This is not so, they are a different formulation using a different chemical principle, as although both were made by CIBA later CIBA-Geigy at Duxford, Araldite has been around since mid 1940s.

Similarly Evostik, made by Evode Ltd was used by do-it -yerselfer Barry Bucknall on BBC TV in the 60s.

Peter
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By profchrisreed
#1771543
Flying_john wrote:At the risk of being accused of thread hijack - a risk I am prepared to take :lol:

For the third time I have to redo the trims around the aeroplane windows. It is leatherette and this is glued to pressed aluminium shaped bits that screw on to cover the fixings for the window plastics.

Every time I have done it, after a few months, it just starts peeling. I believe it is the heat in the aircraft that is causing it. I started with a spray on contact adhesive, then a more expensive hi temperature version. Both failed. I have tried a single piece (there are 3 on each window) with old fashioned brush on evostick still failed, I experiment too with the modern white version of evostic, waste of time and doesn't smell as good.

It has been suggested that I rough up the ally even more and also fold more of the material round to the back, so as we are having the seats redone thought I would try again with the window trims.

Would welcome others advice / experiences.


Where does the joint fail (ie is the glue residue on the aluminium, the leatherette, or both?

Heat could well be your problem. Most glues soften with heat, and surprisingly little at that. My experience is from making guitars and ukuleles, and on a 30+ degree day just an hour in a hot car can be enough that important parts slide into different positions!

I can only think of three glue types which might stand that heat, though there are probably others.

Superglue (cyanoacrylate or CA). This cures to acrylic plastic, which requires more heat to soften than, say, woodworking glue or epoxy. But it's brittle and a knock or vibration will break the joint.

Hot hide glue, basically boiled up hooves and trimmings, effectively gelatin. This is the traditional instrument glue, and resists dry heat well (damp heat kills it, I believe Mosquitos dissolved in Burma). It will stick to shellac (French polish), which sticks to almost anything. I have both, so I could try it out if I had any leatherette. But hot hide glue is a bit tricky to use.

Resin based glues like Cascamite. But this has been reformulated recently and woodworkers now swear at it, not by it. However, its tougher brother Aerolite might be worth a try. Your friendly aero engineer should have some, and could advise whether it will bond to aluminium. It's expensive if you can't get a few dabs as a favour, and I don't know that it would work.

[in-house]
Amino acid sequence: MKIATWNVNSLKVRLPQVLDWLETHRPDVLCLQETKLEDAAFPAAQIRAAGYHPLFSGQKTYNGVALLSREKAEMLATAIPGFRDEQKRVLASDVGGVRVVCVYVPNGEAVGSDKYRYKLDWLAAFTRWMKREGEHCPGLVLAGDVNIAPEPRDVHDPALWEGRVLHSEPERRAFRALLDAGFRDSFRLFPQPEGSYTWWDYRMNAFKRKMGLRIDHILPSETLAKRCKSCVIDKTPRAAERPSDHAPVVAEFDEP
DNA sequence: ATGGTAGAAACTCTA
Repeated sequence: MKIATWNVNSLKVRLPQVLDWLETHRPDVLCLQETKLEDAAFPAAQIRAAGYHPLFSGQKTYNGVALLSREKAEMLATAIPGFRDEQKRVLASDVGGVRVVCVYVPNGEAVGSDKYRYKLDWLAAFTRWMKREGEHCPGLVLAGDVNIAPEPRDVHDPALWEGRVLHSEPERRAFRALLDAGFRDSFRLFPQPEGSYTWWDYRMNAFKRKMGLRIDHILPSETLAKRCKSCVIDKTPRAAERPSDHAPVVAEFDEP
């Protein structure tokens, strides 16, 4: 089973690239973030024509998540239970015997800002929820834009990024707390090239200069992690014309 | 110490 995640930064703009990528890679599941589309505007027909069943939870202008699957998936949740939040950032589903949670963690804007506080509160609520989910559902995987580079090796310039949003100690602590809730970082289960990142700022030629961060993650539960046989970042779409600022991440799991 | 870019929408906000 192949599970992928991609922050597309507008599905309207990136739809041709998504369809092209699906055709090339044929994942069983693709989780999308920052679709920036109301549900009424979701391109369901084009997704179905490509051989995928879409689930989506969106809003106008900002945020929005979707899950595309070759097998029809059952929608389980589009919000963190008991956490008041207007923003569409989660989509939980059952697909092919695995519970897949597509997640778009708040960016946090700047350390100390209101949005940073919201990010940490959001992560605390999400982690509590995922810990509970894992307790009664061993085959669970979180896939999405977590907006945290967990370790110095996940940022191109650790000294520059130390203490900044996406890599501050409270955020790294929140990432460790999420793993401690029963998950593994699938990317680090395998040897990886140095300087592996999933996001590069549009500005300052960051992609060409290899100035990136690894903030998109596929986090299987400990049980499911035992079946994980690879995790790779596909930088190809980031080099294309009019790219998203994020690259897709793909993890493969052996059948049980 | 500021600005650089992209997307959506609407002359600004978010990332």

By profchrisreed
#1771544
Ooh, one more which might be it.

JB weld, an epoxy which claims to stand up to 260 degrees C continuous heat. From motor spares suppliers.

Rough up the aluminium as it makes a mechanical, not chemical/molecular bond.
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By mick w
#1771548
profchrisreed wrote:Ooh, one more which might be it.

JB weld, an epoxy which claims to stand up to 260 degrees C continuous heat. From motor spares suppliers.

Rough up the aluminium as it makes a mechanical, not chemical/molecular bond.


Good for bonding in Bearings & Oil Seals :thumright:
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By rf3flyer
#1771573
profchrisreed wrote:Hot hide glue, basically boiled up hooves and trimmings, effectively gelatin. This is the traditional instrument glue, and resists dry heat well (damp heat kills it, I believe Mosquitos dissolved in Burma).

I'm pretty certain Mosquitos were never glued together with hot hide glue but until the advent of resin glues casein glue was commonplace. And while it's true that in hot, moist tropical climes casein glue (essentially cheese and lime) did soften it was also found in tests that joint failure occurred at pretty much the same load softened of not, the softening allowing some elasticity in the joints much like connective tissue in an animal. Terminal decay of casein smelt of stinky cheese and inclusion of 'smell' was part of the periodic inspection of Horsa gliders in storage awaiting D-Day.
Reference: https://www.waterstones.com/book/the-new-science-of-strong-materials/j-e-gordon/9780140135978

Apologies for thread drift.
Last edited by rf3flyer on Sat May 23, 2020 11:13 am, edited 1 time in total.
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By Bill McCarthy
#1771607
I hear that ether (chloroform) was good for bonding Perspex but getting it ...........?
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By PeteSpencer
#1771615
Bill McCarthy wrote:I hear that ether (chloroform) was good for bonding Perspex but getting it ...........?


Point of order:
Ether, more precisely diethyl ether (C2H5)2O is not chloroform.(CHCl3), which in turn is related to its brother Carbon tetrachloride, (CCl4) all of which long ago used to be freely available upon signature and address.


Peter :|